Scientific article
Open access

Age differences in day-to-day speed-accuracy tradeoffs: results from the cogito study

Published inMultivariate Behavioral Research, vol. 53, no. 6, p. 842-852
Publication date2018

We examined adult age differences in day-to-day adjustments in speed-accuracy tradeoffs (SAT) on a figural comparison task. Data came from the COGITO study, with over 100 younger and 100 older adults, assessed for over 100 days. Participants were given explicit feedback about their completion time and accuracy each day after task completion. We applied a multivariate vector auto-regressive model of order 1 to the daily mean reaction time (RT) and daily accuracy scores together, within each age group. We expected that participants adjusted their SAT if the two cross-regressive parameters from RT (or accuracy) on day t-1 of accuracy (or RT) on day t were sizable and negative.We found that: (a) the temporal dependencies of both accuracy and RT were quite strong in both age groups; (b) younger adults showed an effect of their accuracy on day t-1 on their RT on day t, a pattern that was in accordance with adjustments of their SAT; (c) older adults did not appear to adjust their SAT; (d) these effects were partly associated with reliable individual differences within each age group. We discuss possible explanations for older adults' reluctance to recalibrate speed and accuracy on a day-to-day basis.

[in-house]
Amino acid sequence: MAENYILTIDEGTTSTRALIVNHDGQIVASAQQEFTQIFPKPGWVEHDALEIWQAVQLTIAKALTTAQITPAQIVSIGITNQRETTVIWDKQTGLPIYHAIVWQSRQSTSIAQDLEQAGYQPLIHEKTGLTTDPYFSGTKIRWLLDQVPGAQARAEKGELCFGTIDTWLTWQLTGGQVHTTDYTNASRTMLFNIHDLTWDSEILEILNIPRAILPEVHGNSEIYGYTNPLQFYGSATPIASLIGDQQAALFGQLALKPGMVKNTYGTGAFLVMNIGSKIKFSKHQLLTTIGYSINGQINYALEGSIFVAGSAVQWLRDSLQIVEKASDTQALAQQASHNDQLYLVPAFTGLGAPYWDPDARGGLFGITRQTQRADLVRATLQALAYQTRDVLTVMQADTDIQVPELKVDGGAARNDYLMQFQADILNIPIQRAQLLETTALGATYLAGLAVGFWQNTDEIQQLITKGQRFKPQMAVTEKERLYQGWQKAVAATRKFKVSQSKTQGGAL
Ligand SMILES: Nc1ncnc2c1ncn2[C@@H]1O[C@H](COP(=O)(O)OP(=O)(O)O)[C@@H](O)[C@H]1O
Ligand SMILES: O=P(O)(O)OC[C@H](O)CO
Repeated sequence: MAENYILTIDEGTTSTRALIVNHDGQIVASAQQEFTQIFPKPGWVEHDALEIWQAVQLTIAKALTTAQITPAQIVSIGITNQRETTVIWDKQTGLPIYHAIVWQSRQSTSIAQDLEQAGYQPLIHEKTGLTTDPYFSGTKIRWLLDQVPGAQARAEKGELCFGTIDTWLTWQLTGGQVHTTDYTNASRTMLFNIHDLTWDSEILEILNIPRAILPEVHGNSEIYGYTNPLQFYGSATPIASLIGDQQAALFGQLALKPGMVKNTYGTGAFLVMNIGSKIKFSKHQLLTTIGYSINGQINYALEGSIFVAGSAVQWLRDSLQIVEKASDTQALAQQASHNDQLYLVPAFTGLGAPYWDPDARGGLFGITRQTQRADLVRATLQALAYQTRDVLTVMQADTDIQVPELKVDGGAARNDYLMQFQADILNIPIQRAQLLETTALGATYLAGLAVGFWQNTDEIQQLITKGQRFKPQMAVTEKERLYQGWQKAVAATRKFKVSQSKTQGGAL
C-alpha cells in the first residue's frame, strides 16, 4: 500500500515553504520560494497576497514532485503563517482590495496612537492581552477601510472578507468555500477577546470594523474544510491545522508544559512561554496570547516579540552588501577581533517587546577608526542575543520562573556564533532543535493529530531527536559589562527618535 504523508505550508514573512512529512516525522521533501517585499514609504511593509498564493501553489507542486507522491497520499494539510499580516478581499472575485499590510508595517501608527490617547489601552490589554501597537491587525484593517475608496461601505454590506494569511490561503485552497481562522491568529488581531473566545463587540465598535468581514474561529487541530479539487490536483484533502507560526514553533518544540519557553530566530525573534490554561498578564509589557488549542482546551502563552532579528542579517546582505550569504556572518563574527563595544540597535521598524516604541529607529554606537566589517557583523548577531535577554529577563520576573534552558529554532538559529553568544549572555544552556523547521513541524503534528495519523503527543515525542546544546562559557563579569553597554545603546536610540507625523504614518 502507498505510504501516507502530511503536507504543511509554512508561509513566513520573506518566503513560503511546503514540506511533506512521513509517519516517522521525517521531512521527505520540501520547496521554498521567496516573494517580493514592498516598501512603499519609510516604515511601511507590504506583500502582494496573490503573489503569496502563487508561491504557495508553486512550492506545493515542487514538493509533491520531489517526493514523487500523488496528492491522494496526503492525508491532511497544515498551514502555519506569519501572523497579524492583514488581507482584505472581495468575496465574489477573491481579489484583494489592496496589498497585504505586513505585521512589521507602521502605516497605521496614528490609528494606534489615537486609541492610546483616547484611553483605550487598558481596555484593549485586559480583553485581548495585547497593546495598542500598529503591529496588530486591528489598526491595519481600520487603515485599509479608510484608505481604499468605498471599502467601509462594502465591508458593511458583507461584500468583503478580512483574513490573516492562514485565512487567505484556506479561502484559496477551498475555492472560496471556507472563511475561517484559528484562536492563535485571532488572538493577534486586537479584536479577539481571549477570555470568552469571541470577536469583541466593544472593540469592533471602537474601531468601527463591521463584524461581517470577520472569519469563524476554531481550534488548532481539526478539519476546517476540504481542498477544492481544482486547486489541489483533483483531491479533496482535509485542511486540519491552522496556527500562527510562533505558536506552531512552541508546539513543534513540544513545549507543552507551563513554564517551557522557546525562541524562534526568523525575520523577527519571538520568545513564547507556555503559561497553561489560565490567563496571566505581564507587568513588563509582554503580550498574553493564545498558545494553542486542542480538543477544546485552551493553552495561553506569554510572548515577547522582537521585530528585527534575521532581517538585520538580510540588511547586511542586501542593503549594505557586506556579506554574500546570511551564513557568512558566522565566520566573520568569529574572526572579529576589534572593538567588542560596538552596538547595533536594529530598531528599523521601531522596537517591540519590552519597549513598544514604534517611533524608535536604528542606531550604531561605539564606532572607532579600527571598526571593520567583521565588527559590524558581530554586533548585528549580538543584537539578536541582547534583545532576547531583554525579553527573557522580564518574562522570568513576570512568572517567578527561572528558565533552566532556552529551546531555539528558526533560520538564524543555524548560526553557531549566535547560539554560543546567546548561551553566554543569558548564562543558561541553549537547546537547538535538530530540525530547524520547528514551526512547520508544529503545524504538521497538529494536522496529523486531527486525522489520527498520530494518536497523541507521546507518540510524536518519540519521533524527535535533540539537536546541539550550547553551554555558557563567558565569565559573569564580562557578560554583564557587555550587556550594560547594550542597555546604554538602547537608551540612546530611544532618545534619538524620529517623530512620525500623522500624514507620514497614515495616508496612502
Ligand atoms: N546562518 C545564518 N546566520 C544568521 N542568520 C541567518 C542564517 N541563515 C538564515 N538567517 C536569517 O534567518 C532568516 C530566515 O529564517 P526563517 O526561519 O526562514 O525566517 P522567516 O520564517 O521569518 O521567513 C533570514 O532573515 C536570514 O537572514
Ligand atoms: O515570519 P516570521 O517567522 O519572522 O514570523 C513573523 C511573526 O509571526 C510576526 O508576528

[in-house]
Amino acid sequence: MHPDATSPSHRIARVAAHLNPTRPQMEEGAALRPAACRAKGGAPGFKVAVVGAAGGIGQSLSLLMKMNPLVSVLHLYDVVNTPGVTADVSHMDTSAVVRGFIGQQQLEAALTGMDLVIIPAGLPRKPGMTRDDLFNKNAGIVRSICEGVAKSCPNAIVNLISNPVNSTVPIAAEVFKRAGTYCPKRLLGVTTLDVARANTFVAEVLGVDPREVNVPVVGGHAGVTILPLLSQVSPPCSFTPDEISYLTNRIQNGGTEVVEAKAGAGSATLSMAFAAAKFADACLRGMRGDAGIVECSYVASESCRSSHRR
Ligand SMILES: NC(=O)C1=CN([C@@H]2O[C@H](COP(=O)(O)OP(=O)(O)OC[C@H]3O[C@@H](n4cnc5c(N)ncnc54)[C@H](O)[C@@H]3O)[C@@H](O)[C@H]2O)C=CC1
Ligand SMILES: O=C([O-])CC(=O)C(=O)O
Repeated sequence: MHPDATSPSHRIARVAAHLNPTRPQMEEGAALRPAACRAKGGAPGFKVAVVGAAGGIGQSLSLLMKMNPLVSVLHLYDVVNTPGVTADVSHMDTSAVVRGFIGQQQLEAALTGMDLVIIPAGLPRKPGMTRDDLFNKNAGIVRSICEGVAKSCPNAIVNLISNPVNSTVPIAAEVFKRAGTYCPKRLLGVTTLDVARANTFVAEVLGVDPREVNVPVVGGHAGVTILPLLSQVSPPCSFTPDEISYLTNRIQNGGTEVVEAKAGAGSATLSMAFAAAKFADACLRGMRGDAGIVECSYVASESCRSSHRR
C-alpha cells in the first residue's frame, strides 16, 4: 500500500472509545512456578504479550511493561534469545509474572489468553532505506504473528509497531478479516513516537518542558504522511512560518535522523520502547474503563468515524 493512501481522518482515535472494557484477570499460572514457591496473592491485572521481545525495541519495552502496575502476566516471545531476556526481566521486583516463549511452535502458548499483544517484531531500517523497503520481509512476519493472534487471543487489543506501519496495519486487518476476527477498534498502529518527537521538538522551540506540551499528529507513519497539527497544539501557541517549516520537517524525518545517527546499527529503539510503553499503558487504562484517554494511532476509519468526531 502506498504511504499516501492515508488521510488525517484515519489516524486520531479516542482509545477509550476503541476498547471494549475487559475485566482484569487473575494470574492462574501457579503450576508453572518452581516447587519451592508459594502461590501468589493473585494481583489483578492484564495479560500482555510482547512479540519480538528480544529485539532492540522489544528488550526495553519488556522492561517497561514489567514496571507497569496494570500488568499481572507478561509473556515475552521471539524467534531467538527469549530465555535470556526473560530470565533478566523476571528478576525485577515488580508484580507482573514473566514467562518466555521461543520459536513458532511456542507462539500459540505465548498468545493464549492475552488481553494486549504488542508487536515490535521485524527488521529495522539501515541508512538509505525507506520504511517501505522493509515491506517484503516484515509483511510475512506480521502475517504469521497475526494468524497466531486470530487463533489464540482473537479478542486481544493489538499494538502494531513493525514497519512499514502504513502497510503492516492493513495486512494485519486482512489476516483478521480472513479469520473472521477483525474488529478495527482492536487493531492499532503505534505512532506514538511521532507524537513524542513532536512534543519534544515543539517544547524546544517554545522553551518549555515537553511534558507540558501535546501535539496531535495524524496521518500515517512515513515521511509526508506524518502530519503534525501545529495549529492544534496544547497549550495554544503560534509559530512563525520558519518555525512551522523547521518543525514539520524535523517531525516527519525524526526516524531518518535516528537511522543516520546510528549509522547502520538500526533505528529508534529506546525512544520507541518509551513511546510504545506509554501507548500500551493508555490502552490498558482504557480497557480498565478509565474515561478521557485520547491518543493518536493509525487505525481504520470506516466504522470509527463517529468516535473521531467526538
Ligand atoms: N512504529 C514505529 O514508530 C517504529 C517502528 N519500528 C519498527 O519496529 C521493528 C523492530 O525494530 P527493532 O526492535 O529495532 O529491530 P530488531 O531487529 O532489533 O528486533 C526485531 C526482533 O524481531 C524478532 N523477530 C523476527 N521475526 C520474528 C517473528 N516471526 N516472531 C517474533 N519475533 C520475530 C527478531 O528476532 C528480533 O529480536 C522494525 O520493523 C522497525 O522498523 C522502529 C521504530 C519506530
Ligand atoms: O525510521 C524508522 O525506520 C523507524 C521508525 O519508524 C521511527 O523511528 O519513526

• Reaction time
  • Multilevel vector autoregressive model
  • Speed-accuracy tradeoff
Citation (ISO format)
GHISLETTA, Paolo et al. Age differences in day-to-day speed-accuracy tradeoffs: results from the cogito study. In: Multivariate Behavioral Research, 2018, vol. 53, n° 6, p. 842–852. doi: 10.1080/00273171.2018.1463194
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Article (Published version)
Article (Accepted version)
ISSN of the journal0027-3171

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